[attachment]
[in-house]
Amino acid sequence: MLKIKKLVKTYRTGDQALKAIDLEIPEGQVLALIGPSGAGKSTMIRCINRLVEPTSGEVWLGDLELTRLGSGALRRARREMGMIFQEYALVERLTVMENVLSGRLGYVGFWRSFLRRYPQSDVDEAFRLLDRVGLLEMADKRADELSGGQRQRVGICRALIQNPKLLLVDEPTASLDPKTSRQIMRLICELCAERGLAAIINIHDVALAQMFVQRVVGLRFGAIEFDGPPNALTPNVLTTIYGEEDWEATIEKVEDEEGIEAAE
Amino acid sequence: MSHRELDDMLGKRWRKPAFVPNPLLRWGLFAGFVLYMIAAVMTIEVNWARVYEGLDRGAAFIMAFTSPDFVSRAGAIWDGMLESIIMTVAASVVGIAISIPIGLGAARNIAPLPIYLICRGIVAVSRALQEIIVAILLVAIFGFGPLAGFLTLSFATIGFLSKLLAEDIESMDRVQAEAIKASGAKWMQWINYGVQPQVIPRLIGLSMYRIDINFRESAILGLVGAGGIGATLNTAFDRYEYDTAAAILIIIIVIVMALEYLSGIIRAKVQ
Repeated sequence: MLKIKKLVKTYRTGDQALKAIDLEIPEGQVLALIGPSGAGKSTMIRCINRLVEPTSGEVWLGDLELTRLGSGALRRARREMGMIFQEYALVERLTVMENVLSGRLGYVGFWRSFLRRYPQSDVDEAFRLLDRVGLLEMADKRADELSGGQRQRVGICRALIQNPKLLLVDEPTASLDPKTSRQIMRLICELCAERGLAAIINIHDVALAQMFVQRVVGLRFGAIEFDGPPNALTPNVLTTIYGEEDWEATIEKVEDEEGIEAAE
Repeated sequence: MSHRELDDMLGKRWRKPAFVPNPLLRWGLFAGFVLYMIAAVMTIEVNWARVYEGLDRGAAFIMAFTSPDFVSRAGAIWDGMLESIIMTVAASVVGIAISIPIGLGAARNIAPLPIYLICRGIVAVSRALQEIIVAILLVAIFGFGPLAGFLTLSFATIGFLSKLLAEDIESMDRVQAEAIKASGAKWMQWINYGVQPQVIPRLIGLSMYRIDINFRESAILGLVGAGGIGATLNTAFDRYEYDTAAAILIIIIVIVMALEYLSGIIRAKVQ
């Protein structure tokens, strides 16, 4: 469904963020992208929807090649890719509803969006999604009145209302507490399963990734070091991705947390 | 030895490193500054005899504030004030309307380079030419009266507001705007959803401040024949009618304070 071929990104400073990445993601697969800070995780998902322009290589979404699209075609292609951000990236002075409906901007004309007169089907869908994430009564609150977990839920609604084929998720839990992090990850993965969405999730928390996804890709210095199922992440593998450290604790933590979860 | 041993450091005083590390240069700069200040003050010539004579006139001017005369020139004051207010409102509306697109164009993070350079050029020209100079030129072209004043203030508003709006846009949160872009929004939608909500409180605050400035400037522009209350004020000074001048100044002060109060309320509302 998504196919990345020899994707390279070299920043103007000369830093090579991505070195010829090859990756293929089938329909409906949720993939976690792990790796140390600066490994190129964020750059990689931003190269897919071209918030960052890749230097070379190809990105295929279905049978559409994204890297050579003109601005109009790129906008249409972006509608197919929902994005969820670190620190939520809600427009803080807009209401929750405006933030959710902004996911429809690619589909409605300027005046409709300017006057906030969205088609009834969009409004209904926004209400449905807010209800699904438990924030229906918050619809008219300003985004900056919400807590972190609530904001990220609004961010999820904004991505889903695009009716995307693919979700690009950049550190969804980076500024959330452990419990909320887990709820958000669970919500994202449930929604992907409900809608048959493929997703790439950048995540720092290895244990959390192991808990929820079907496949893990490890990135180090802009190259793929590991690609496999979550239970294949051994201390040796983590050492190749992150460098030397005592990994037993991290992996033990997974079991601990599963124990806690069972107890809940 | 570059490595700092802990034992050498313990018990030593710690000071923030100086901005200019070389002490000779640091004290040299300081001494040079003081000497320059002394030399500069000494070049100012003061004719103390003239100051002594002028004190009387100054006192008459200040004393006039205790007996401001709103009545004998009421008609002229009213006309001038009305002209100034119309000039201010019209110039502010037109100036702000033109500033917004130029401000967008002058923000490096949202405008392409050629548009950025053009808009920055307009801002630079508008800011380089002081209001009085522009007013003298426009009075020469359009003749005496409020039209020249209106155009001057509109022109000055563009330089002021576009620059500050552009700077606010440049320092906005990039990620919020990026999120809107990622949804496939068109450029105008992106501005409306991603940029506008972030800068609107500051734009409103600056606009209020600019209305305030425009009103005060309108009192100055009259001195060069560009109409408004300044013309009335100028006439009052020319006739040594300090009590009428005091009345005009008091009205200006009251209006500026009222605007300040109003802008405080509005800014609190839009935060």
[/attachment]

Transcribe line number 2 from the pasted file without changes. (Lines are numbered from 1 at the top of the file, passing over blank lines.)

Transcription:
Amino acid sequence: MLKIKKLVKTYRTGDQALKAIDLEIPEGQVLALIGPSGAGKSTMIRCINRLVEPTSGEVWLGDLELTRLGSGALRRARREMGMIFQEYALVERLTVMENVLSGRLGYVGFWRSFLRRYPQSDVDEAFRLLDRVGLLEMADKRADELSGGQRQRVGICRALIQNPKLLLVDEPTASLDPKTSRQIMRLICELCAERGLAAIINIHDVALAQMFVQRVVGLRFGAIEFDGPPNALTPNVLTTIYGEEDWEATIEKVEDEEGIEAAE